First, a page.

As this tragedy unfolded, a contract was signed between the US government and the Rendon Group in 1991. The Rendon Group was headed by John Rendon, a former Democratic National Committee director turned self-described “information warrior.” He had also been hired by Citizens for a Free Kuwait to manage public perception. During a speech he delivered at the National Security Agency, he told a story about this work: “Remember those little flags the Kuwaitis were waving around as the tanks rolled in? How do you think they got those? Let alone flags of the coalition nations? That was me.”

This Rendon Group contract, however, was for a much bigger job, with a much higher, multimillion-dollar price tag: to push for the overthrow of Saddam Hussein. During the next decade, Iraqi human rights abuses, so heartbreakingly real, were consistently manipulated in the service of paid CIA operatives and exiled collaborators. This information war, along with real legislation to make the overthrow official US policy (notably, the Iraq Liberation Act, signed by Bill Clinton in 1998), would eventually lead to the fabricated “weapons of mass destruction” claim, infamously printed on the front page of the New York Times above an article by Rendon Group ally Judith Miller. These false claims were chillingly referenced by key leaders like Secretary of State Condoleezza Rice: “We don’t want the smoking gun to be a mushroom cloud.”

But as the second Gulf War loomed in early 2003, it was hugely unpopular, provoking massive protests worldwide. Something more was needed. “Shock and Awe” was a campaign that used military and visual force to knock Iraqis, and the memory of the record-breaking protests, off their feet. No longer in green-and-black night vision, this war was rolled out in full color. Huge bombs rocked the buildings across Baghdad’s riverfront, with screens flashing white from the intensity of the explosions. As the strikes hit, news tickers went from reporting the size of the antiwar rallies to providing updates on military advancements.

The antiwar movement had lost. The US Department of Defense ensured that journalists from major news outlets were embedded with US forces, breathlessly reporting from tanks and Humvees. Things were going well—until, of course, they weren’t. Nighttime raids went horribly awry, images from Abu Ghraib were leaked, militias and gangs waged an internal war that killed three thousand people a day at its height in 2006. Journalists were being killed at an unprecedented rate, along with everyone else. And as many books written about the conflict would later attest, it was also one of the most corrupt wars in history, with rampant cronyism and graft. It was all so chilling, confusing, morbid, and impossible to keep up with; you didn’t want to look, and so, many did not.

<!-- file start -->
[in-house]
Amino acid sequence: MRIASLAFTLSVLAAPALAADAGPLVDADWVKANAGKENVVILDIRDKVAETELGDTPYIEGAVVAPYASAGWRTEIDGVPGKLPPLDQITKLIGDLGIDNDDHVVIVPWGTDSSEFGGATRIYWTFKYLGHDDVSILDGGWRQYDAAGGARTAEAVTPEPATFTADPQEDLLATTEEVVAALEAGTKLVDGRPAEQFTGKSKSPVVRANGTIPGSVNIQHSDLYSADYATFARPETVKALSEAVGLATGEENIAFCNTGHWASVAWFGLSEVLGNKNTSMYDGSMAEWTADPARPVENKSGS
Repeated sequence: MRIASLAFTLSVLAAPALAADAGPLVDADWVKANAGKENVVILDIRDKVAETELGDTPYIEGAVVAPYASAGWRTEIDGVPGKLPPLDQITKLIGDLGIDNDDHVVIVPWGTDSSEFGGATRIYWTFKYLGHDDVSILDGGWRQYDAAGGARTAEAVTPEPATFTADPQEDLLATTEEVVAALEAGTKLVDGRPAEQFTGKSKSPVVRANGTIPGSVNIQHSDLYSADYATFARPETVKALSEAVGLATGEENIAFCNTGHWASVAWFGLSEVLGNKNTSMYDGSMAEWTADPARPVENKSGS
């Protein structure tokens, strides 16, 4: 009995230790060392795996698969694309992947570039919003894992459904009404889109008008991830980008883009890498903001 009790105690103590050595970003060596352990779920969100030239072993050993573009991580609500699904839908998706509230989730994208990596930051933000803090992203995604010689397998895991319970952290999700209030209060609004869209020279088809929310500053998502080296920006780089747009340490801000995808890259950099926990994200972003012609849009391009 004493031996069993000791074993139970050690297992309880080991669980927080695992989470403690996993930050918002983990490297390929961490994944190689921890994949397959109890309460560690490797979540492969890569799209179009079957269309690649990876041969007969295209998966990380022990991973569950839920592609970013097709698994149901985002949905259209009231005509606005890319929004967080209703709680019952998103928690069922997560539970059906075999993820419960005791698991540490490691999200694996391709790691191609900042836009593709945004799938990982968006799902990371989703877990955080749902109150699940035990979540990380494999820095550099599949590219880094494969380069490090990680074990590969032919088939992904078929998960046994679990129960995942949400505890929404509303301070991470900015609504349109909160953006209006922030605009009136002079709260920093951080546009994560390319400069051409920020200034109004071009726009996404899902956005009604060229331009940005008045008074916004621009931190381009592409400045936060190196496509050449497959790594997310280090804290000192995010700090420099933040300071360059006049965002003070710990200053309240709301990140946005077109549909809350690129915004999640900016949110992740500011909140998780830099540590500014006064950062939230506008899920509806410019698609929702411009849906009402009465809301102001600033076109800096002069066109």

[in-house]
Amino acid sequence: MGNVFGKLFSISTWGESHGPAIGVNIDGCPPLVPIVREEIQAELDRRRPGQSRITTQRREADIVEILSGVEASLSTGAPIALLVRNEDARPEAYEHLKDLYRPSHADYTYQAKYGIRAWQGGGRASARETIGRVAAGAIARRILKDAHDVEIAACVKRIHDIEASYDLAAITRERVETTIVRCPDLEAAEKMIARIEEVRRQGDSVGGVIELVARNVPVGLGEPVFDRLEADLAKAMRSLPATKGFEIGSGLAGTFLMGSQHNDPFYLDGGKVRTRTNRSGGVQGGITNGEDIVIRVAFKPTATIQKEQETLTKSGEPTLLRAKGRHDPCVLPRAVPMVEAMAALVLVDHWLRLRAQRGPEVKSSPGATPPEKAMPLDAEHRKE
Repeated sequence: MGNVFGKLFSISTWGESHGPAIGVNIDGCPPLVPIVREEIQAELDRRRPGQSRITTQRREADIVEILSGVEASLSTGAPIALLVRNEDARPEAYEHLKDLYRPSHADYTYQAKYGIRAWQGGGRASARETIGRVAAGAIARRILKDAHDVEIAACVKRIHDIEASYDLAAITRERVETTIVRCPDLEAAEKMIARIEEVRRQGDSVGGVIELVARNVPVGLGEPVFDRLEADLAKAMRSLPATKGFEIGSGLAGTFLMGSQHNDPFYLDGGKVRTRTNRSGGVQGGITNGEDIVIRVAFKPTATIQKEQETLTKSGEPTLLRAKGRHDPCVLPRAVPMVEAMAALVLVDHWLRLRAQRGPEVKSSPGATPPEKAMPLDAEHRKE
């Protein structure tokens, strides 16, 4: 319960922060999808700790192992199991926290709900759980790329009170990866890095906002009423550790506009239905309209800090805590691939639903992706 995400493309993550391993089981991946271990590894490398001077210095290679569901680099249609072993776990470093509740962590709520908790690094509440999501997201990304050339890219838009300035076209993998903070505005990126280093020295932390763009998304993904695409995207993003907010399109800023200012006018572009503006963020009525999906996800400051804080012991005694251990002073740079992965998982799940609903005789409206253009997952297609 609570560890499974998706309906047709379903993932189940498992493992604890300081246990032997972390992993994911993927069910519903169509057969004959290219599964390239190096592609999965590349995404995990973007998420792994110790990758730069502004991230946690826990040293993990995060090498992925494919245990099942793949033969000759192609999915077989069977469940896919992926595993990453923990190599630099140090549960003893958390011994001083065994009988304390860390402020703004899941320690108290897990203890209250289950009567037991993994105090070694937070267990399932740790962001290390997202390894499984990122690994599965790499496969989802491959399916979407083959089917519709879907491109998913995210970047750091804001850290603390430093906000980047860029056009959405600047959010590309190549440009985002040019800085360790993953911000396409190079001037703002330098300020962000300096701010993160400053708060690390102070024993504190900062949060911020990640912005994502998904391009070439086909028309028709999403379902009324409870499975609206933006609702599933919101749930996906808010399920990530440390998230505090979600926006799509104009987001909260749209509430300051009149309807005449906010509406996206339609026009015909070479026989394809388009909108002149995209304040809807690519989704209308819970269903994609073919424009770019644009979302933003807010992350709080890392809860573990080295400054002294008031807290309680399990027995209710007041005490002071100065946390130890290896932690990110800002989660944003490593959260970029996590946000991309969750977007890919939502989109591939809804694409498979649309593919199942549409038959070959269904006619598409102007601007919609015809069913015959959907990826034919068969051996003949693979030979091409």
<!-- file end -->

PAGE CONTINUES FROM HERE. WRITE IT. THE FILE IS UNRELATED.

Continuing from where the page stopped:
In 1992, 60 Minutes did an interview with a vice president of Hill & Knowlton, Lauri Fitz-Pegado, who had met with Nayirah and worked on her Kuwait testimony.9 The interviewer was seeking some kind of accountability for Nayirah’s misleading story. After reading a statement from Hill & Knowlton denying any culpability for working deceptively towards the war effort, Fitz-Pegado expressed no regret: “I’m sure there’ll always be two sides to a story. I believe Nayirah, I have no reason not to believe her. The veracity of her story was indelibly marked on my mind, when I saw her and when I talked to her.”

Again, it was clear back in 1992 that privatizing the war effort would not only be effective but also that, acting through a corporation like Hill & Knowlton, the government itself would never be held accountable. This has, over and over again, proven to be the case. Even the initial shock of Abu Ghraib is a distant memory. A handful of low-level soldiers were prosecuted, but no one at the top of the government chain of command was charged. CACI International, the prison firm that ran a section of the prison where abusive interrogation took place, has never experienced any blowback. On the contrary, it retained its contract and its profits. In addition, eight months after the Abu Ghraib abuses—rape, torture, and death, which the press referred to as merely a “scandal”—General Keith Kellogg, who was previously director of operations for the Coalition Provisional Authority, in charge of assuring compliance with the billions of dollars in corrupt contracts, took a position as executive vice president at CACI International. Today, he serves as chief of staff of the United States National Security Council in the Trump Administration.

In a special investigation conducted by The Nation in 2007, fifty combat veterans were interviewed. The report noted that